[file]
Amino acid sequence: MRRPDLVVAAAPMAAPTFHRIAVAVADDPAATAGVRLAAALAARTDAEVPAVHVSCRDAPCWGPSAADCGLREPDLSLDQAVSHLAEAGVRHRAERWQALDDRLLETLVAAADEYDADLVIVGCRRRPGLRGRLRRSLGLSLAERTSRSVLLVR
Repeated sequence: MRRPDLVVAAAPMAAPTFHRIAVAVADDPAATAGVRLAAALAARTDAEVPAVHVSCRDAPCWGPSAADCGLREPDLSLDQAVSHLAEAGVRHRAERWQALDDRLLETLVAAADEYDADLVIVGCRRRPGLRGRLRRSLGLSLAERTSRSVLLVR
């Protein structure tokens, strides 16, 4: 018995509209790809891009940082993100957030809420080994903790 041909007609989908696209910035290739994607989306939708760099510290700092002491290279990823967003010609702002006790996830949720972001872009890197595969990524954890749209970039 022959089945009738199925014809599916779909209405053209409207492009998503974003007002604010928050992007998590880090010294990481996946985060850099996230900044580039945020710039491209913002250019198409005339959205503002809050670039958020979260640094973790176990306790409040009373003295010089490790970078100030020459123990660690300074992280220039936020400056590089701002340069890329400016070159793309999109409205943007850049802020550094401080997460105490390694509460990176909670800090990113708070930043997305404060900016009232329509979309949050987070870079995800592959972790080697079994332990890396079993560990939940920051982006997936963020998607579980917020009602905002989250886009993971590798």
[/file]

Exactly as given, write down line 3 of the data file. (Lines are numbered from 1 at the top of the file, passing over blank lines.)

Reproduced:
């Protein structure tokens, strides 16, 4: 018995509209790809891009940082993100957030809420080994903790 041909007609989908696209910035290739994607989306939708760099510290700092002491290279990823967003010609702002006790996830949720972001872009890197595969990524954890749209970039 022959089945009738199925014809599916779909209405053209409207492009998503974003007002604010928050992007998590880090010294990481996946985060850099996230900044580039945020710039491209913002250019198409005339959205503002809050670039958020979260640094973790176990306790409040009373003295010089490790970078100030020459123990660690300074992280220039936020400056590089701002340069890329400016070159793309999109409205943007850049802020550094401080997460105490390694509460990176909670800090990113708070930043997305404060900016009232329509979309949050987070870079995800592959972790080697079994332990890396079993560990939940920051982006997936963020998607579980917020009602905002989250886009993971590798």